It was very early Saturday morning—about one o’clock—as we made our way through Lakeforest to the big tree. Harshan was driving, I was navigating, and Darryl was asleep on the back seat.
“Turn left here,” I said, pointing the way, and Harshan complied. We were looking for a traffic light intersection with a big tree in a ‘Chicago Prairie’ park. Once we found it, we parked the car in front of my uncle’s house. Even though he wouldn’t know why it was there, he would recognize it, and it would be safe. Harshan got out, closed the driver’s door, and open the door to the back seat.
“Come on, space cadet! Time to wake up!” he said gently as Darryl stirred.
Darryl struggled into sitting position. “Are we there yet?” He was very sleepy.
“Not quite,” Harshan answered, “First we have to walk a few blocks!”
There were some incoherent protests, but soon we were on our way. The crisp evening air and the brisk walk failed to bring Darryl to full wakefulness. He walked about a block, then Harshan and I had to take turns carrying him the rest of the way.
When we got to the big tree, Harshan set Darryl down. “That kid weighs a lot more than I thought,” he muttered.
“Are we really going to the Moon?” Darryl asked sleepily.
“That’s right!” Harshan said. We stopped under the street light closest to the big tree. That way Darryl and I could communicate with sign language while Harshan went into the woods to make sure we had the right pick up point.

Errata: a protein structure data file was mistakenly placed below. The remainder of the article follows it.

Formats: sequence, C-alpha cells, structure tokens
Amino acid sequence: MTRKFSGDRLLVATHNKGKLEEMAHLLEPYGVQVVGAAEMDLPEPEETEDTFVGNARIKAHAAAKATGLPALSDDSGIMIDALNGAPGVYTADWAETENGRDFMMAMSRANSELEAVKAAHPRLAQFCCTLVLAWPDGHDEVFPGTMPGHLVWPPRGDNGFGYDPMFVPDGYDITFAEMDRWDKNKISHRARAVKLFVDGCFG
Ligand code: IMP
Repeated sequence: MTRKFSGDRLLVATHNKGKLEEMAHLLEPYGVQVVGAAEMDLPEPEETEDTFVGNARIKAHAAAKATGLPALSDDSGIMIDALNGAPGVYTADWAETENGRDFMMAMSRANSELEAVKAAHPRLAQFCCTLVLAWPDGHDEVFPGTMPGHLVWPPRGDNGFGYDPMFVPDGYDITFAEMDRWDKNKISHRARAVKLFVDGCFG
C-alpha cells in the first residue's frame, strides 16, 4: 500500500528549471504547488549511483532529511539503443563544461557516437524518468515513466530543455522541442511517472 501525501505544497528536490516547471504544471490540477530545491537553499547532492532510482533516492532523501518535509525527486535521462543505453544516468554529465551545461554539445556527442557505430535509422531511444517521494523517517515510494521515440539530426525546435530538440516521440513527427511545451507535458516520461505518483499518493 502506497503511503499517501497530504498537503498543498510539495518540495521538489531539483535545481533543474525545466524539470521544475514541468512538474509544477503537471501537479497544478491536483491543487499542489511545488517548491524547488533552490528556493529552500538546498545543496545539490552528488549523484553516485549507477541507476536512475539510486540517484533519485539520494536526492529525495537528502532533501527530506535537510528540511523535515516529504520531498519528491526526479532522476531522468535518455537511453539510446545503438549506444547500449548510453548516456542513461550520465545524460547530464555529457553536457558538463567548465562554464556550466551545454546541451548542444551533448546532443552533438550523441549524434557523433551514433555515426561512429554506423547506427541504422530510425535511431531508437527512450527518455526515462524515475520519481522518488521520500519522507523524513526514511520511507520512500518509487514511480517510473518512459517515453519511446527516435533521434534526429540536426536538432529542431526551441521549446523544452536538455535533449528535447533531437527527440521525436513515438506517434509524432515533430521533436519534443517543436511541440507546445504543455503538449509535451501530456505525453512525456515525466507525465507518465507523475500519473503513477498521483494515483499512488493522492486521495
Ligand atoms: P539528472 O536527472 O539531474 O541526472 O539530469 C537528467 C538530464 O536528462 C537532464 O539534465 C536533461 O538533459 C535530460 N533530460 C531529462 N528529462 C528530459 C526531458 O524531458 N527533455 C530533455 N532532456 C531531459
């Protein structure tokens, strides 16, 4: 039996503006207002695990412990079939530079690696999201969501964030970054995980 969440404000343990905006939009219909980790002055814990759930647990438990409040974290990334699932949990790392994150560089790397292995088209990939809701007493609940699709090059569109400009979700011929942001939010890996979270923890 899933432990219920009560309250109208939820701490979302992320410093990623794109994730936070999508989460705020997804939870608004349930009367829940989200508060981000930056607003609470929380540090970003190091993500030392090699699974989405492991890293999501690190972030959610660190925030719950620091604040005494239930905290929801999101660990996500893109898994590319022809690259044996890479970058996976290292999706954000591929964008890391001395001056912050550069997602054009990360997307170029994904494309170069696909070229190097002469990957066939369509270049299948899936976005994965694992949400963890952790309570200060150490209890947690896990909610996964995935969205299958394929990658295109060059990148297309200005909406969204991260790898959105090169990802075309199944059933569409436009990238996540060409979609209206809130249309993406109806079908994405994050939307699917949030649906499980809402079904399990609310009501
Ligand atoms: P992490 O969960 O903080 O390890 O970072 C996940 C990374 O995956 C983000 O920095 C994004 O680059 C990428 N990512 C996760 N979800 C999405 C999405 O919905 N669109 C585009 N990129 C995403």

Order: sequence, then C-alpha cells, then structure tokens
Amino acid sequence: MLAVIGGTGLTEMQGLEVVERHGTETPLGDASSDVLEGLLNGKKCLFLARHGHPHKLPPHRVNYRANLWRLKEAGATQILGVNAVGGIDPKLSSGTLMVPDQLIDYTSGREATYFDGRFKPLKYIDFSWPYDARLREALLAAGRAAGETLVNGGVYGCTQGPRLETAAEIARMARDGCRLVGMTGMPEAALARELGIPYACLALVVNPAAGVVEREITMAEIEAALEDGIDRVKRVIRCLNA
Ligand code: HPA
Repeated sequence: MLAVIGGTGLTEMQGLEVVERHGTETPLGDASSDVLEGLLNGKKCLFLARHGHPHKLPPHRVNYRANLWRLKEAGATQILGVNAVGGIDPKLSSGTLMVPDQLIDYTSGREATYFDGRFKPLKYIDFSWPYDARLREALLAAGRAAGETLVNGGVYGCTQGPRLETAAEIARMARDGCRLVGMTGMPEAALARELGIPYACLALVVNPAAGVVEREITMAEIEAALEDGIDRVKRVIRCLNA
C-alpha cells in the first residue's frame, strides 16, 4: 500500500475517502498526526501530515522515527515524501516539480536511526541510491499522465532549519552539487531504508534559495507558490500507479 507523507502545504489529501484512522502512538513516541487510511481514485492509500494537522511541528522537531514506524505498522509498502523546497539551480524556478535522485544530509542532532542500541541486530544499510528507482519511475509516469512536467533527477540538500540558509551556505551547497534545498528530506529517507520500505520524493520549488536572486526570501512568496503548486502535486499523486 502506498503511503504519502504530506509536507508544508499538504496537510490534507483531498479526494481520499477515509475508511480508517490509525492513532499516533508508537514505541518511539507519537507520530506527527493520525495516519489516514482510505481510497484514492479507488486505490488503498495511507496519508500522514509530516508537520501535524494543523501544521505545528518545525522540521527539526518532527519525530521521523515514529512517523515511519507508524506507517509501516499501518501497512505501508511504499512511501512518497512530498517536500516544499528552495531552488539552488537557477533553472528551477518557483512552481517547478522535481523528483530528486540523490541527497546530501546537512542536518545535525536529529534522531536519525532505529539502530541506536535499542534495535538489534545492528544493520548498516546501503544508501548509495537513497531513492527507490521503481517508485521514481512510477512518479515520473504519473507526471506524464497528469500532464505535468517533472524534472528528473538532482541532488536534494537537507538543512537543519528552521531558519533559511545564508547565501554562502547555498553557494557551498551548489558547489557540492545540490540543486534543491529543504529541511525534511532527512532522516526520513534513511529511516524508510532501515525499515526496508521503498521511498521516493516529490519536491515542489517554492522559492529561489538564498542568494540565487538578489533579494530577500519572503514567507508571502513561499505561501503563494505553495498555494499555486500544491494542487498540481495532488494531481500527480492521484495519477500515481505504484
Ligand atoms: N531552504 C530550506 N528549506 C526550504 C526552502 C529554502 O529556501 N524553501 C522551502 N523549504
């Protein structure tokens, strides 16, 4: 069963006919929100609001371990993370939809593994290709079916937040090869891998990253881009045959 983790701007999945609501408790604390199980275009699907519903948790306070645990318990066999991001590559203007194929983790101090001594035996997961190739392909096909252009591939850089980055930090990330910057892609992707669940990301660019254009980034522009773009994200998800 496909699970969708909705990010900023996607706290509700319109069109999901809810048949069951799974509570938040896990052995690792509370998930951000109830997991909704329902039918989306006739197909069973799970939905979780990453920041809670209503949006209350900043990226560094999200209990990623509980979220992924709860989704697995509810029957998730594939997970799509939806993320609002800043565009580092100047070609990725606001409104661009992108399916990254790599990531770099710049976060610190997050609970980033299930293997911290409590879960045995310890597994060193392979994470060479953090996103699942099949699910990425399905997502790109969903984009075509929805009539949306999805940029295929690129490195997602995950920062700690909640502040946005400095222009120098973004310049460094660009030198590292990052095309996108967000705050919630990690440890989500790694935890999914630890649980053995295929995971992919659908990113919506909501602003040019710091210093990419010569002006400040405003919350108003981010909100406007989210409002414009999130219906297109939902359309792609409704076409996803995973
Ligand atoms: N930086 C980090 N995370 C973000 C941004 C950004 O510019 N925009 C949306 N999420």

“How can we go to the Moon,” Darryl asked, “you can’t even see it tonight!”
“That’s not a problem,” I signed. “You can’t see home from here, but we can still go there!”
Just then Harshan emerged from the bushes. “They’re waiting for us!”
We had an uneventful flight. Darryl slept through most of it, not even noticing the weightless part! In fact, I don’t think he will have any unusual memories at all. We checked into guest quarters as soon as we arrived, and had a good night’s sleep.
The next day we went to see the veterinarian, which was the whole purpose of our trip. Harshan and I waited nervously in the waiting room while the doctor examined Darryl alone. Then Harshan went in to act as interpreter, and I stayed outside and tried to be patient. It was very frustrating to sit there all the time, but Darryl can hear Harshan’s voice. After all, I don’t know much about Homelander medical procedures. I’d just get in the way. Finally, Darryl emerged.
“I thought we were going to the Moon,” he said sarcastically as he bounced through the room, “and all we did is go to see some dumb doctor!”
He was escorted to a supervised playroom, while Harshan and I consulted with the doctor.
We were ushered into a small but efficient office. The doctor sat at a desk, and the wall behind him was filled with books. He gave us both a greeting-hug, and gestured for us to sit on the sofa facing his desk.
“Please have a seat,” he said in Thorgelfaynese with a distinct Fjarnian accent. He turned to me, “Is Darryl your child?” he asked.
“No,” I said and explained about the adoption. “Darryl has been placed in our care until our local government satisfies itself that we are suitable parents. If that should occur, we would be made Darryl’s legal parents.”
“This is quite important,” the doctor said, rising from his chair. “I think the boy can be helped, but it would be prudent for you to wait until you are legally his parents.”
“He can be helped?” I repeated hopefully.
“In a limited way,” the doctor said, playing with a stick in his hand. It must have been a writing implement.